White can take aim at various loosely defended points in Black's position, but on the other hand his centre is in danger of crumbling: 15 ±d3 (15 exf6 &xf6 favours Black owing to the weakness of White's d-pawn; the natural follow-up would be ...0-0 and ...£ie4) 15...0-0!? (15...£ft>4! is better, because it eliminates any hope that White has of attacking) 16 exf6 (16 ®c2 looks strong, but 16...fxe5 17 ±xh7+ <&h8 18 dxe5 £idxe5 gives Black sufficient counterplay) 16...^xf6 17 ±d6 2d8 18 ±.c5 ©c7 19 £ie2 £ie4 20 &a3?! (20 #c2 b6 21 Ab4 &bl is dynamically equal) 20...e5 21 dxe5 £>xe5 22 £ixe5 Axe5 (22...®xe5! looks more promising) 23 2c 1 Wb6 24 ®gl Wh6 25 2c2 kf5 26 g4 %7 27 We3 2e8 28 Wf3 &dl 29 ¿hf4 &c6 30 ¿hh5 Wh6 31 h4 <ih8 32 g5 2g8 33 £ig3 ®g6 34 2el ±xg3 35 ®xg3 £>xg3 36 ±xg6 hxg6 37 <£xg3 V2-V2 Yudasin-Moskalenko, Sverdlovsk 1984.
Here 13...^c4 is also possible.
A traditional-looking position has arisen in which White has two active bishops and control over e5. Black's king has nowhere to go whereas White's is relatively safe. But there is one other consideration:
By this original manoeuvre, the bishop puts direct pressure on White's only weakness: his
An excellent illustration of the themes in our d-pawn. The g7-bishop also covers e5, so that main game is 11 h3 gxf4 12 jk,xf4 f6 13 ig2 an incursion on that square can be met by ex-JLf8! (hitting b2, organizing a fianchetto to changes.
intending fih6) 27 1x3 d4 28 Sxd4! is everything White could have wished for.
Both sides underestimated 25 Sxd5! with the idea 25...&e6 (25...exf4 26 Hxd7 <£e5 27 Sxb7 f3+ 28 2xf3 £>xf3 29 lfxf3 Wxg5 30 h4) 26 Sxe5! £>xe5 27 Wxe5 with two pawns, the dark squares, and an attack for the exchange. That should be easily enough to win with.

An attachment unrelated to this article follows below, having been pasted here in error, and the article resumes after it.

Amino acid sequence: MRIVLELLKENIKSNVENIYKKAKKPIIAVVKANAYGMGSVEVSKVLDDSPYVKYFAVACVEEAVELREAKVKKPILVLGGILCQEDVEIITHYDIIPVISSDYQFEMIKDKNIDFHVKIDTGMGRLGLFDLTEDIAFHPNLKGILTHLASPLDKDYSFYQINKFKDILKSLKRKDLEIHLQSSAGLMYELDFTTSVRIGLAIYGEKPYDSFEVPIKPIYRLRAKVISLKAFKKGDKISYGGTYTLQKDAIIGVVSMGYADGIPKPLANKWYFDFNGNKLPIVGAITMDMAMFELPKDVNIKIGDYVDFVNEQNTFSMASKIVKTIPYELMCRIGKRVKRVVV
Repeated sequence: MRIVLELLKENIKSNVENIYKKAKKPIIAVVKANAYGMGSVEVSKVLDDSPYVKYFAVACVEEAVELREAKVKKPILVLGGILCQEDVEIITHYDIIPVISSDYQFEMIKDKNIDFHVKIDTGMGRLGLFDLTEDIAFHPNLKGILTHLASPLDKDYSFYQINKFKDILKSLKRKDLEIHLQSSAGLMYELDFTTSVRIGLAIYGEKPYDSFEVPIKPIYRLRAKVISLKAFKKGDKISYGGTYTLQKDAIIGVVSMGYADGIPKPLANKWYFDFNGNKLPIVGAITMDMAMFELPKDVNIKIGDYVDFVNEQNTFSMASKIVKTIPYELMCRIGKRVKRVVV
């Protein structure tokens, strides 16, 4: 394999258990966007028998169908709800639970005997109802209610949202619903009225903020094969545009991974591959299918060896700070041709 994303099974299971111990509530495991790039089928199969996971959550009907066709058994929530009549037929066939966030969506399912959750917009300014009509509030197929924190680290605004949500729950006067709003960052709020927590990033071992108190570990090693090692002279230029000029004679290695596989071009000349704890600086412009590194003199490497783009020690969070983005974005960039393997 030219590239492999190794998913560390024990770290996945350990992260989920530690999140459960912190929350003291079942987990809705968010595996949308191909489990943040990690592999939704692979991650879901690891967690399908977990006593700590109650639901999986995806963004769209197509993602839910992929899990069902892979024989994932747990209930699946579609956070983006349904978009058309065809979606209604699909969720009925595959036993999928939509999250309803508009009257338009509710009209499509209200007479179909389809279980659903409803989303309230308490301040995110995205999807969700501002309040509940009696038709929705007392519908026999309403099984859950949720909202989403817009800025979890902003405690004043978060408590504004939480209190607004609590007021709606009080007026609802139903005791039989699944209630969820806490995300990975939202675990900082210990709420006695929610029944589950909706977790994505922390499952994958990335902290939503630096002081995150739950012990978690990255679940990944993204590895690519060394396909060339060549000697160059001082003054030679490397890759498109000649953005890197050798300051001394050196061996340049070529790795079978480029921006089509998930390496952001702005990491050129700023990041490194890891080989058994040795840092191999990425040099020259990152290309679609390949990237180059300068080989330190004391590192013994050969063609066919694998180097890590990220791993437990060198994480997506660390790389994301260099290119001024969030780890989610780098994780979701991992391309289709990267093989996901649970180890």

Black has grabbed back the initiative and threatens to eliminate White's attack permanently by .. Jkx2.
This move prepares ..JLa4 or, if the situation more effective.
presents itself, .. JLb5. But it also takes pressure
off d4. Instead, 18...0-0 is the natural way to get 31 #xg6+ fxg6 32 Sxf8+ <È>xf8 33 ±e3 Ôf5!
developed before undertaking operations; e.g.,
19 JLe2 ^a5!? 20 &e5 ±a4! 21 ±xg7 &xg7 and White will have to give up the exchange for active play. That will probably not be sufficient compensation.
After 34 jtxa7 d4, moves such as ...e4 and ...Bxb2 are threatened, whereas 35 Bb3 e4 36 g4 loses to 36...d3 37 fixb7 d2 38 Sd7 i>e8 39 Sd5 £>e7 40 Sd6 £k8. 34...e4! 35 Hb3 5^xe3 36 Bxe3 <4f7 37 &g3
Sacrificing the dark squares and bishop-pair 4>e6 38 h4 Sxb2 39 h5 2c2 40 hxg6 Sc7 0-1
for the sake of a centre pawn. This is risky at best, and probably just bad, so preferable is 19...JLa4 20 Scl Sxcl (20...0-0!?) 21 Sxcl &c6 or 19...1b5 20 ±bl!? £>g6. In both cases Black has full-fledged chances.
20 £>xd4 Wxd4 21 We2 £>c6 22 Axhl %7 23±bl 0-0 24 Shfl!
This seems to encourage Black's expansion in the centre, but the two bishops will also have their say in things.
24...Sfe8 is the move that Shfl anticipated.
Then 25 *fh5 e5 26 &d2 e4 (26...&e6 27 Sf6!
The end might be 41 &f4 5g7 42 Eh3 Sxg6 43 2h7 Hg8 44 Sxb7 Sf8+ and Black wins.
The subjects of good-versus-bad bishops, opposite-coloured bishops, and wandering/retreating bishops could consume a whole book, so I'll stop here. In this limited section we have seen that assessing the quality of a bishop and its role in development by employing abstract considerations is practically impossible. The role of bad bishops protecting good pawns has received some further attention, and it will be referred to elsewhere in this book.
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